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Synopsis: Reviews information on grassland bird habitat requirements including a focus on the importance of grassland cover, size of contiguous patches, and other landscape factors. Some species require large blocks of unbroken grassland habitat for nesting. In general, where large blocks of undisturbed grassland occur, grassland birds are able to fulfill most of their requirements during the nesting season. For many bird species, these habitats provide winter and migration cover as well. The more grassland available in an area, particularly in large unbroken blocks, the greater the number of area-sensitive grassland birds the area is able to support. Pastures and crop fields also often provide attractive cover...
Conclusions:Landscape features affect rates of brood parasitism. Rates of parasitism correlate with proximity to woody vegetation along patch edges. Influx of woody vegetation is associated with roadsides and grazing.Thresholds/Learnings:
Conclusions:distance from edge and the habitat heterogeneity were the most important variables affecting bryophyte and lichen species richnessThresholds/Learnings:Temperature and light intensity decreased, and humidity increased up to 15m from the edge of fragments in the study.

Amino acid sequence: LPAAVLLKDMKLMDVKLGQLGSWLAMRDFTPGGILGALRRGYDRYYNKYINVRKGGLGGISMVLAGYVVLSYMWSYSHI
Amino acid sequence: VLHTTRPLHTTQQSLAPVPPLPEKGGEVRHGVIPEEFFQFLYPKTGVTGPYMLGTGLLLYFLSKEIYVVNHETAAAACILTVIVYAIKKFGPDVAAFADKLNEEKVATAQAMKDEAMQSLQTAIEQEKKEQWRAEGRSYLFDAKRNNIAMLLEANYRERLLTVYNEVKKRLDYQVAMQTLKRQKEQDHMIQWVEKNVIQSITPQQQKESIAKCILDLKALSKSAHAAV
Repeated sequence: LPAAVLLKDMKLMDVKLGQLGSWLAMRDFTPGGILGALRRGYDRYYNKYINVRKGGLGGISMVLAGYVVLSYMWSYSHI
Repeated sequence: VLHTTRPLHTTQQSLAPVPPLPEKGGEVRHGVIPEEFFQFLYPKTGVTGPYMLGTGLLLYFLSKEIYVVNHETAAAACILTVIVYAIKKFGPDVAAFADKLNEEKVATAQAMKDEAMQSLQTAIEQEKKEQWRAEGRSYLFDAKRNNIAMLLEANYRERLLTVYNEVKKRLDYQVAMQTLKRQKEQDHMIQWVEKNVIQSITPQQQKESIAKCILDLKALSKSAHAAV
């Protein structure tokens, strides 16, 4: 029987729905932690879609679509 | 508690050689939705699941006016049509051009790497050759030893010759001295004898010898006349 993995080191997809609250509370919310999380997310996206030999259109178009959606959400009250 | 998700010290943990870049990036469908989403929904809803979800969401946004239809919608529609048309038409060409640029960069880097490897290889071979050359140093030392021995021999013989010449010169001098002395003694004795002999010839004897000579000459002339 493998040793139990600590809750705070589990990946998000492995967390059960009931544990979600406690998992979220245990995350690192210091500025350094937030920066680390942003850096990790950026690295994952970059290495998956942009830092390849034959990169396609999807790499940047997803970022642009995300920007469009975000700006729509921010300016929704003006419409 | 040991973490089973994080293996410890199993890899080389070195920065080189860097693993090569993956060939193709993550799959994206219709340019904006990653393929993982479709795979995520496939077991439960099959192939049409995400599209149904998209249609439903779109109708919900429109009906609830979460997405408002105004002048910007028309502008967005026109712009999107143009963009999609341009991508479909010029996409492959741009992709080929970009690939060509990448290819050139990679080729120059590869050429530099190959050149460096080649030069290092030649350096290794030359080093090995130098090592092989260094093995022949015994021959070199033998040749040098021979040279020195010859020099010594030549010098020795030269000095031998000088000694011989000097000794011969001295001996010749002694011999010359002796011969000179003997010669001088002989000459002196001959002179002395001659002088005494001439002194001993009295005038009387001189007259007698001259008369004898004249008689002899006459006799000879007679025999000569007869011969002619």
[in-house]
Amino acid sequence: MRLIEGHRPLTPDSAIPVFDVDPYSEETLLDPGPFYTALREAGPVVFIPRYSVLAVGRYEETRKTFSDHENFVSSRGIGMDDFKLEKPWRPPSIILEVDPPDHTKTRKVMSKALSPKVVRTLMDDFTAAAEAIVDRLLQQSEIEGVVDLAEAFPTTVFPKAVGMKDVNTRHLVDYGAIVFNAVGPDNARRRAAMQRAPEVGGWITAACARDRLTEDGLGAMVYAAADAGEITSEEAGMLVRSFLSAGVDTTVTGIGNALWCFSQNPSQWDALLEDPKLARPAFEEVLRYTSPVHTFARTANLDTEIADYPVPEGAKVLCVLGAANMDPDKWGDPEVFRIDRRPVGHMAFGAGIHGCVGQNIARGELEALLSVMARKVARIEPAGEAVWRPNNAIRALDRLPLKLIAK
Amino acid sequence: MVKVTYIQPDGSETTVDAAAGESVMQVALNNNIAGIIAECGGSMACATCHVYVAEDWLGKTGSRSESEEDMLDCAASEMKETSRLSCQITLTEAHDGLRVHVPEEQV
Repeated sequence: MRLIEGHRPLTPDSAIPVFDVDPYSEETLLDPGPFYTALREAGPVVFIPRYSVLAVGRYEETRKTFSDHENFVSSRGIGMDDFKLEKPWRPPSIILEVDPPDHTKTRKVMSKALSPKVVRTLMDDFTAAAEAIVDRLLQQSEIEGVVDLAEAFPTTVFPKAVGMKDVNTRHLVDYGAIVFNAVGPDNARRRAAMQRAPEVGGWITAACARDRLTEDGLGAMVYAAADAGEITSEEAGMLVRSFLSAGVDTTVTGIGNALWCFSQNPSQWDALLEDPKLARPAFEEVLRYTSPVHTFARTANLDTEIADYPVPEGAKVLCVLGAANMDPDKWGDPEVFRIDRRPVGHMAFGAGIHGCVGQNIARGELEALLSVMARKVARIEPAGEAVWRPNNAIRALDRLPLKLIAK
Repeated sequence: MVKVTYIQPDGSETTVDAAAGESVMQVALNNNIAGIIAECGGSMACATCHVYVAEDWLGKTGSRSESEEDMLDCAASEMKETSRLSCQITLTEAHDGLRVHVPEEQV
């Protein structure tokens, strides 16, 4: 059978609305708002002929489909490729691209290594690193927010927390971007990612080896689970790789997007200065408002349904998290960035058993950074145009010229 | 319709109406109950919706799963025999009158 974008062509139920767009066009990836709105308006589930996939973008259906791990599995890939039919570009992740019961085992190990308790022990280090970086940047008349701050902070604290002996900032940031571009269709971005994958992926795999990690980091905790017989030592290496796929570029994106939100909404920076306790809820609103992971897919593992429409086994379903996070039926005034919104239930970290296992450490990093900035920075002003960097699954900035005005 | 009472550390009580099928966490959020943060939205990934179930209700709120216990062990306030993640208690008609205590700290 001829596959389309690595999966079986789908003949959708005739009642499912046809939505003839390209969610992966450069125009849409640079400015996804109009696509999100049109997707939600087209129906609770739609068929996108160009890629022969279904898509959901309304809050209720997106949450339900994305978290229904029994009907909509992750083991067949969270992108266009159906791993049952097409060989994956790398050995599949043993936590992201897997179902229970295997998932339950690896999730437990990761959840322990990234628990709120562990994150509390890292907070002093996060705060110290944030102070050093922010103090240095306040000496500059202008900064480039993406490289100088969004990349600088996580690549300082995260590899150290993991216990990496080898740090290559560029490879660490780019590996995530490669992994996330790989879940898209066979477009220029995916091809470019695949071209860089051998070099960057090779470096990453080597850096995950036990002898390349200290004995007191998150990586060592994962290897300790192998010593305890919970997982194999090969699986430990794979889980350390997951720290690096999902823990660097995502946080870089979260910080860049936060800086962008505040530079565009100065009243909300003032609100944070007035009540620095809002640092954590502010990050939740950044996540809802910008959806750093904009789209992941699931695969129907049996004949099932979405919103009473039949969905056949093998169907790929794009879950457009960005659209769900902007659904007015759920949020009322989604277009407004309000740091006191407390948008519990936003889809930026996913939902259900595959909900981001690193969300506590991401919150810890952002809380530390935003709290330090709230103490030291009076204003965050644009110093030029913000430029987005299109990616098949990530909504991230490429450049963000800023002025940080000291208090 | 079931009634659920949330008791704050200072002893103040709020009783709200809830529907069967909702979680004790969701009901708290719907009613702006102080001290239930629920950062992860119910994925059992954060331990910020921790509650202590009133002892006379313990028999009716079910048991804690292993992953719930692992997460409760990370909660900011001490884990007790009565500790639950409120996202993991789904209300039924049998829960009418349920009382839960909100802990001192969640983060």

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Synopsis: Recensuses of 54 Wisconsin prairie remnants showed that 8 to 60 percent of the original plant species were lost from individual remnants over a 32- to 52-year period. The pattern of species loss was consistent with the proposed effects of fire suppression caused by landscape fragmentation. Short, small-seeded, or nitrogen-fixing plants showed the heaviest losses, as did species growing in the wettest, most productive environments. The interruption of landscape-scale processes (such as wildfire) by fragmentation is an often overlooked mechanism that may be eroding biodiversity in many habitats around the world. Conclusions: Fragmentation may interrupt landscape-scale processes, such as fire, that are key...